Yesterday, the Parliamentary Assembly of the Council of Europe passed a resolution calling the actions of ISIS in Iraq and Syria as “genocide.” The resolution, passed with 117 votes for and only 1 against, shows clear resolve on the part of our neighbors across the pond to call a spade a spade.
Several statements of the Parliamentary Assembly stand out:
The Parliamentary Assembly . . . notes with great concern that many of these recent terrorist attacks are claimed by, and may be attributed to, individuals who act in the name of the terrorist entity which calls itself Da’ish and who have perpetrated acts of genocide and other serious crimes punishable under international law. States should act on the presumption that Da’ish commits genocide and should be aware that this entails action under the 1948 United Nations Convention on the Prevention and Punishment of the Crime of Genocide.
The Assembly recalls that under international law States have a positive obligation to prevent genocide, and thus should do their utmost to prevent their own nationals from taking part in such acts.
Fighters who may have perpetrated acts of genocide and/or other serious crimes prohibited under international law, and who seek international protection upon their return to Europe, should under no circumstances be granted refugee status.
While not specified in the resolution, the genocidal actions of ISIS have targeted Yezidis, Christians, and others. Such a clear statement that genocide has occurred, and a proper conclusion that this obligates nations which are parties to the Genocide Convention to do something about it, is a breath of fresh air.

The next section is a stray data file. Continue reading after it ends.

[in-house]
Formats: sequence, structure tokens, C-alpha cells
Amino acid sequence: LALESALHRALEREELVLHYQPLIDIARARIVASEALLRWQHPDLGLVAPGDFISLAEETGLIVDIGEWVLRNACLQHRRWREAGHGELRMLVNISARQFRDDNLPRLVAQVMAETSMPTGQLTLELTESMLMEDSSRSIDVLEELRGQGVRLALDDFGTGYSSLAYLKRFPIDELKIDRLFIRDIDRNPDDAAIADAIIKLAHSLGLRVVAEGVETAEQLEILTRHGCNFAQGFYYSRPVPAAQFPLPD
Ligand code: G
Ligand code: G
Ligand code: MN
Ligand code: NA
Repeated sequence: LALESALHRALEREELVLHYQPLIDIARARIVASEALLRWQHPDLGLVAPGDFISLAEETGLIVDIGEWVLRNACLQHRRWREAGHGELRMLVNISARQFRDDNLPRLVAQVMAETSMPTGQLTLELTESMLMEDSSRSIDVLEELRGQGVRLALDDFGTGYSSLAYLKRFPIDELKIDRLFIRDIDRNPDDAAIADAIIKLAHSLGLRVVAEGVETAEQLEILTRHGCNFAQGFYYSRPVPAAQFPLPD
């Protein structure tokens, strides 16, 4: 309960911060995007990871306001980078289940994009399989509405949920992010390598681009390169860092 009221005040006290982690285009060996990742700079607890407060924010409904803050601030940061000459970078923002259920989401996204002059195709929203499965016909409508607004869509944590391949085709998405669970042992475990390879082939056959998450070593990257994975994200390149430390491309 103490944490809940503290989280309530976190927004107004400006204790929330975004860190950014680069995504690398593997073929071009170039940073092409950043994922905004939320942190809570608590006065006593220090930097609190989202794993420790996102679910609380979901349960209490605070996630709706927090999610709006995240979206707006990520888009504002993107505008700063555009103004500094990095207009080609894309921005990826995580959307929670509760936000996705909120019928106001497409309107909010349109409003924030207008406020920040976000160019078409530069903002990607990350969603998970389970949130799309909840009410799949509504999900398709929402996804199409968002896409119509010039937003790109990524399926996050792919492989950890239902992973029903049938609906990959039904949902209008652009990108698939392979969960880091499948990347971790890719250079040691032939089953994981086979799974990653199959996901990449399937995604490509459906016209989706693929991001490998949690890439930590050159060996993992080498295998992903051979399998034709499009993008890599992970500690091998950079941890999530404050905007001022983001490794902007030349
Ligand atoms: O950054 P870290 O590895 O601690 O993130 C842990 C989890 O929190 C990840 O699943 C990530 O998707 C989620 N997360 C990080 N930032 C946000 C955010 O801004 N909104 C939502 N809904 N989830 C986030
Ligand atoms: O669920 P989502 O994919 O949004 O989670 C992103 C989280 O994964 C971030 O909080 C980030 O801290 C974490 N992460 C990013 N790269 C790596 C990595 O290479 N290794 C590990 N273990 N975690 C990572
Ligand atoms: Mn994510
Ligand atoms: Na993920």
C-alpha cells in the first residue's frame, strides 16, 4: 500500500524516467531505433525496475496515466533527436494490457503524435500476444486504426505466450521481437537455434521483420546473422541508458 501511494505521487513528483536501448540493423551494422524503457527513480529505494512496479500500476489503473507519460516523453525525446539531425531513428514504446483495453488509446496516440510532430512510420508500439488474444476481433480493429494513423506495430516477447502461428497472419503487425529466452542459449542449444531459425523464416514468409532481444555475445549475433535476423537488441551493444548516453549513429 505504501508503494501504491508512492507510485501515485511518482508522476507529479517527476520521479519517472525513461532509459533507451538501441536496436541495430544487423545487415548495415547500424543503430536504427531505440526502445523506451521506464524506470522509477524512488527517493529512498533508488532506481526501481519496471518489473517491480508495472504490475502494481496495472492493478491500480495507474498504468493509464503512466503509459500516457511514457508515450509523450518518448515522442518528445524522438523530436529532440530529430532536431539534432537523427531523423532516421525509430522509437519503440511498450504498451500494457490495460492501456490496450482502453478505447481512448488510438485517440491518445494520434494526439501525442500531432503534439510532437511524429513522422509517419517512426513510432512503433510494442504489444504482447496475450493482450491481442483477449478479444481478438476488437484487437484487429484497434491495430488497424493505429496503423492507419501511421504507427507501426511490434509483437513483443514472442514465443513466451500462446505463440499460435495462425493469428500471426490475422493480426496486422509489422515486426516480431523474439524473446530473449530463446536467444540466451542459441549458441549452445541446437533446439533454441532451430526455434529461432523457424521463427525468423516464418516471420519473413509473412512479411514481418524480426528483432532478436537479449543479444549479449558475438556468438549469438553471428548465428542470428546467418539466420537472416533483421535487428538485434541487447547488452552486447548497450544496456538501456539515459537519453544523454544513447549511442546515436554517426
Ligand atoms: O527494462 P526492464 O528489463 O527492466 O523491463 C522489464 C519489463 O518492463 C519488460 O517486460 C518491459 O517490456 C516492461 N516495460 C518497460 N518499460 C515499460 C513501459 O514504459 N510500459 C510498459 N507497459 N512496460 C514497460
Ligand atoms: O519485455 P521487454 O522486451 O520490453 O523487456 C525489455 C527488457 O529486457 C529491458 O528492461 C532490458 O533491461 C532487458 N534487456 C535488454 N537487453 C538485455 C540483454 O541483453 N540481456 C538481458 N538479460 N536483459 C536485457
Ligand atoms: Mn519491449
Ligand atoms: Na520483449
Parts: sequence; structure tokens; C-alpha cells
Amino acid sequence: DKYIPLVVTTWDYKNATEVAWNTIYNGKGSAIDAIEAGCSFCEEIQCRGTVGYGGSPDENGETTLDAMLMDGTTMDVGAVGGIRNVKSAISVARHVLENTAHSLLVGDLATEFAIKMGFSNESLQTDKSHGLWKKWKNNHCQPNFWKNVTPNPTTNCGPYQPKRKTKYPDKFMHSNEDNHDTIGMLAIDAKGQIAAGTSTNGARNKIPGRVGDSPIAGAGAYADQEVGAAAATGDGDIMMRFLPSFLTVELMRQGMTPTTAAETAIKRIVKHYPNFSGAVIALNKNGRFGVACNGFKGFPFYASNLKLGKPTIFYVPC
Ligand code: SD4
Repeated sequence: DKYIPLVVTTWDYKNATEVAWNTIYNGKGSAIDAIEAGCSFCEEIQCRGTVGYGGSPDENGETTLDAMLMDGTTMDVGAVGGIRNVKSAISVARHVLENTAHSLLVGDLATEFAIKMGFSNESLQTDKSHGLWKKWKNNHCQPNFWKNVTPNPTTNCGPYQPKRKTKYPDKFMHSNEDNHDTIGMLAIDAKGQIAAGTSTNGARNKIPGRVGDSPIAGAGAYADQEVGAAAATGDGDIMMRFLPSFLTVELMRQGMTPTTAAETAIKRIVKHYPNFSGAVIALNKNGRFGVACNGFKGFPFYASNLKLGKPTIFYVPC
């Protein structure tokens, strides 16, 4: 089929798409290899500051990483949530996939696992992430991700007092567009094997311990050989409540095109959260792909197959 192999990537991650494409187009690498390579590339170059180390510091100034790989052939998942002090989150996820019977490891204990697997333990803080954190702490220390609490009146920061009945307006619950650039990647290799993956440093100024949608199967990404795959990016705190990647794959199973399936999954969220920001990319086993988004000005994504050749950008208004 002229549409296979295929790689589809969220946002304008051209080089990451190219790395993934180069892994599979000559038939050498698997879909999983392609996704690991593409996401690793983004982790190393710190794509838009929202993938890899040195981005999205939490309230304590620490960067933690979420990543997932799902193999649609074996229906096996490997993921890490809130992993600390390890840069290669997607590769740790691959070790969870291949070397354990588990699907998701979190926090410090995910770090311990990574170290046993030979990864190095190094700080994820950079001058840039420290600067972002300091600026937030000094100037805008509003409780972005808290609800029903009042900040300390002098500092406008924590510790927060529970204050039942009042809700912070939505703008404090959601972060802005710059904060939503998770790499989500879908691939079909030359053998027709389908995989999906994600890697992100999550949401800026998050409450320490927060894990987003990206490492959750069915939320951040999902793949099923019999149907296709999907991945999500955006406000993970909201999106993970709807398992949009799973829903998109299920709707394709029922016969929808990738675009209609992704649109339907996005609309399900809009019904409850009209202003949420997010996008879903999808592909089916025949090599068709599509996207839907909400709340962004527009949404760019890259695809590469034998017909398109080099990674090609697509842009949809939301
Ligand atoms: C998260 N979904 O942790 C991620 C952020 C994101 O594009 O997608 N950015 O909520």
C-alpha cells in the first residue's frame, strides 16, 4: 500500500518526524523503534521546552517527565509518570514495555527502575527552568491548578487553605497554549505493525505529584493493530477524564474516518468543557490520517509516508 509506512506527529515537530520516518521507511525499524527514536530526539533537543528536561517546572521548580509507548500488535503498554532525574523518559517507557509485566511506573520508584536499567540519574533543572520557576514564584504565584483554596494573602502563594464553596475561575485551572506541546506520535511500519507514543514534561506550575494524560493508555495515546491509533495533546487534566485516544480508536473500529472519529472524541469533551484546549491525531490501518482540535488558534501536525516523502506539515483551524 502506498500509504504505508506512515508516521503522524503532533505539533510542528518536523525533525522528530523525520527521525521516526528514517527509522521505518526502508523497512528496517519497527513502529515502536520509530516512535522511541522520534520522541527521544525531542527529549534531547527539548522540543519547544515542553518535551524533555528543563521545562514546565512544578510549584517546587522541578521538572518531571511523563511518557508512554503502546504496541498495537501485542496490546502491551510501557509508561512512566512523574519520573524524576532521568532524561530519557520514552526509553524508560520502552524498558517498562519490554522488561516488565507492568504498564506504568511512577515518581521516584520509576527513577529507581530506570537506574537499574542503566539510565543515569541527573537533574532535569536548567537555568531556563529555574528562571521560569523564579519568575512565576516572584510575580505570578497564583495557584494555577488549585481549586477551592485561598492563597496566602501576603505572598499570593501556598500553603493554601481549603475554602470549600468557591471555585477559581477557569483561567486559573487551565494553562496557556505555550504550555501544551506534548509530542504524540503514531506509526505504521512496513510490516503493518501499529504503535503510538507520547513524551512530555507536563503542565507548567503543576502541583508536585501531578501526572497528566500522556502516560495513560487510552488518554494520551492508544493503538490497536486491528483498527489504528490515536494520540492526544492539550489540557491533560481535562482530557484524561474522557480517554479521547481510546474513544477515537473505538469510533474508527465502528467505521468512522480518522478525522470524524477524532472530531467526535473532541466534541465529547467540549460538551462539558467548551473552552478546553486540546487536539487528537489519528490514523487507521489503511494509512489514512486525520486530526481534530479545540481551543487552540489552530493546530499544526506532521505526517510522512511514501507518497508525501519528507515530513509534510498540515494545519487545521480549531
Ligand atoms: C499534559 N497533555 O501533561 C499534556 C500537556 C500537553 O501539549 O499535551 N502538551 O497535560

Parliamentary Assembly member Pieter Omtzigt, who introduced the amendment to the resolution making it clear that ISIS has committed genocide, reiterated that “[u]nder the UN Convention on the Prevention and Punishment of the Crime of Genocide, countries are obliged to take positive action to prevent crimes of genocide.”
Next week, the European Parliament will also weigh in on this issue and vote on a resolution on the plight of Christians in the Middle East. We hope its members follow the strong lead of this resolution and call the facts on the ground for what they are. The world depends on it.
We also hope that the Obama Administration recognizes this obvious fact as well, calling the genocide against Christians in the Middle East a “genocide,” and does so before it is too late. While the Administration has recognized actions of ISIS against Yezidis as “genocide,” it is wrong to not bring full attention to the genocide against Christians, and others, as well. Years from now, we may all rue the day when we could have done more to prevent another Rwanda.